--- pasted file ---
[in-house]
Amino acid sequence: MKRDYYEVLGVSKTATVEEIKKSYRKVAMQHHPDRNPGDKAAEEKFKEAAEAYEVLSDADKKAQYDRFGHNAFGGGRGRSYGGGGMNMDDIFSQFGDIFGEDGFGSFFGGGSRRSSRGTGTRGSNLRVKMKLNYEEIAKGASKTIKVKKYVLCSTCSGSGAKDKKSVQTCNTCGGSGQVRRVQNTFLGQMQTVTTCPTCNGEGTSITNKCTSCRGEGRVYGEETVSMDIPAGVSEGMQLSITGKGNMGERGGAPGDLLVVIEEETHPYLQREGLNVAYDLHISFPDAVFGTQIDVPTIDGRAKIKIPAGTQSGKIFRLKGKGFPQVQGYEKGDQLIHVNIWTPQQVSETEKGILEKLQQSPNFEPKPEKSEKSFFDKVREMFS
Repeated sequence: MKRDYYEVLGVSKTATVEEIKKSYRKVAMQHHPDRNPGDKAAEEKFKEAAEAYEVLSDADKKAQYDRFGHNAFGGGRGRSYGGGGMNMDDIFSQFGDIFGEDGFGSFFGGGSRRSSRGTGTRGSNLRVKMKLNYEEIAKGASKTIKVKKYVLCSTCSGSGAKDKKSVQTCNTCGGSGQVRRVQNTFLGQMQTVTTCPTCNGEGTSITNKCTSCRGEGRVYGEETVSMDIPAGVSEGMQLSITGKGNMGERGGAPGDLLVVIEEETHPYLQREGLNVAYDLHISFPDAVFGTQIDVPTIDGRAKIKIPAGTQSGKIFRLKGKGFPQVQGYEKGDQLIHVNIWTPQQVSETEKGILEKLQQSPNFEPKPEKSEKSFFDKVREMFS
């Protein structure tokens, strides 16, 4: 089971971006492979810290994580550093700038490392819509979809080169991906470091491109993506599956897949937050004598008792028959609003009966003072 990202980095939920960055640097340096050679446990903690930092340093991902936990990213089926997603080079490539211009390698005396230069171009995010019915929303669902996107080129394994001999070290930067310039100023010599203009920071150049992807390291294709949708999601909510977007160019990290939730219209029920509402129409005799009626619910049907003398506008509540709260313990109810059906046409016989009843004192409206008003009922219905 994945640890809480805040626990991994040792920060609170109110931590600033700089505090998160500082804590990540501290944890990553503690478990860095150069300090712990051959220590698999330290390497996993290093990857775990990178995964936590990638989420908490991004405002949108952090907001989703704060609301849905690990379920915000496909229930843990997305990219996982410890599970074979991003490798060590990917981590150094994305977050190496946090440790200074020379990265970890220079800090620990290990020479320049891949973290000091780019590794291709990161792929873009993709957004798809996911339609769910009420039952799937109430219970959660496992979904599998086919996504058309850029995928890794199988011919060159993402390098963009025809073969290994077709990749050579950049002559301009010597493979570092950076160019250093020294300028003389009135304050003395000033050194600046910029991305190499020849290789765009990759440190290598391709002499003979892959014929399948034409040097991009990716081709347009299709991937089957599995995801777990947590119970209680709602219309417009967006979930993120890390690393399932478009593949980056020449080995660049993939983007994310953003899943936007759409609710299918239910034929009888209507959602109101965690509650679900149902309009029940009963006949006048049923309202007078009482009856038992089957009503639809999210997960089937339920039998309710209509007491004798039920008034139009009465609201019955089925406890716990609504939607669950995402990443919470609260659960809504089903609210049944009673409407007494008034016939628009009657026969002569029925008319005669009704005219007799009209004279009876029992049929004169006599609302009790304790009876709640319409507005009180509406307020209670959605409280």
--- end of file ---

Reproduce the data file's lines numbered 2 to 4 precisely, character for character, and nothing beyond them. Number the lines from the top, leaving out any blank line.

Amino acid sequence: MKRDYYEVLGVSKTATVEEIKKSYRKVAMQHHPDRNPGDKAAEEKFKEAAEAYEVLSDADKKAQYDRFGHNAFGGGRGRSYGGGGMNMDDIFSQFGDIFGEDGFGSFFGGGSRRSSRGTGTRGSNLRVKMKLNYEEIAKGASKTIKVKKYVLCSTCSGSGAKDKKSVQTCNTCGGSGQVRRVQNTFLGQMQTVTTCPTCNGEGTSITNKCTSCRGEGRVYGEETVSMDIPAGVSEGMQLSITGKGNMGERGGAPGDLLVVIEEETHPYLQREGLNVAYDLHISFPDAVFGTQIDVPTIDGRAKIKIPAGTQSGKIFRLKGKGFPQVQGYEKGDQLIHVNIWTPQQVSETEKGILEKLQQSPNFEPKPEKSEKSFFDKVREMFS
Repeated sequence: MKRDYYEVLGVSKTATVEEIKKSYRKVAMQHHPDRNPGDKAAEEKFKEAAEAYEVLSDADKKAQYDRFGHNAFGGGRGRSYGGGGMNMDDIFSQFGDIFGEDGFGSFFGGGSRRSSRGTGTRGSNLRVKMKLNYEEIAKGASKTIKVKKYVLCSTCSGSGAKDKKSVQTCNTCGGSGQVRRVQNTFLGQMQTVTTCPTCNGEGTSITNKCTSCRGEGRVYGEETVSMDIPAGVSEGMQLSITGKGNMGERGGAPGDLLVVIEEETHPYLQREGLNVAYDLHISFPDAVFGTQIDVPTIDGRAKIKIPAGTQSGKIFRLKGKGFPQVQGYEKGDQLIHVNIWTPQQVSETEKGILEKLQQSPNFEPKPEKSEKSFFDKVREMFS
């Protein structure tokens, strides 16, 4: 089971971006492979810290994580550093700038490392819509979809080169991906470091491109993506599956897949937050004598008792028959609003009966003072 990202980095939920960055640097340096050679446990903690930092340093991902936990990213089926997603080079490539211009390698005396230069171009995010019915929303669902996107080129394994001999070290930067310039100023010599203009920071150049992807390291294709949708999601909510977007160019990290939730219209029920509402129409005799009626619910049907003398506008509540709260313990109810059906046409016989009843004192409206008003009922219905 994945640890809480805040626990991994040792920060609170109110931590600033700089505090998160500082804590990540501290944890990553503690478990860095150069300090712990051959220590698999330290390497996993290093990857775990990178995964936590990638989420908490991004405002949108952090907001989703704060609301849905690990379920915000496909229930843990997305990219996982410890599970074979991003490798060590990917981590150094994305977050190496946090440790200074020379990265970890220079800090620990290990020479320049891949973290000091780019590794291709990161792929873009993709957004798809996911339609769910009420039952799937109430219970959660496992979904599998086919996504058309850029995928890794199988011919060159993402390098963009025809073969290994077709990749050579950049002559301009010597493979570092950076160019250093020294300028003389009135304050003395000033050194600046910029991305190499020849290789765009990759440190290598391709002499003979892959014929399948034409040097991009990716081709347009299709991937089957599995995801777990947590119970209680709602219309417009967006979930993120890390690393399932478009593949980056020449080995660049993939983007994310953003899943936007759409609710299918239910034929009888209507959602109101965690509650679900149902309009029940009963006949006048049923309202007078009482009856038992089957009503639809999210997960089937339920039998309710209509007491004798039920008034139009009465609201019955089925406890716990609504939607669950995402990443919470609260659960809504089903609210049944009673409407007494008034016939628009009657026969002569029925008319005669009704005219007799009209004279009876029992049929004169006599609302009790304790009876709640319409507005009180509406307020209670959605409280």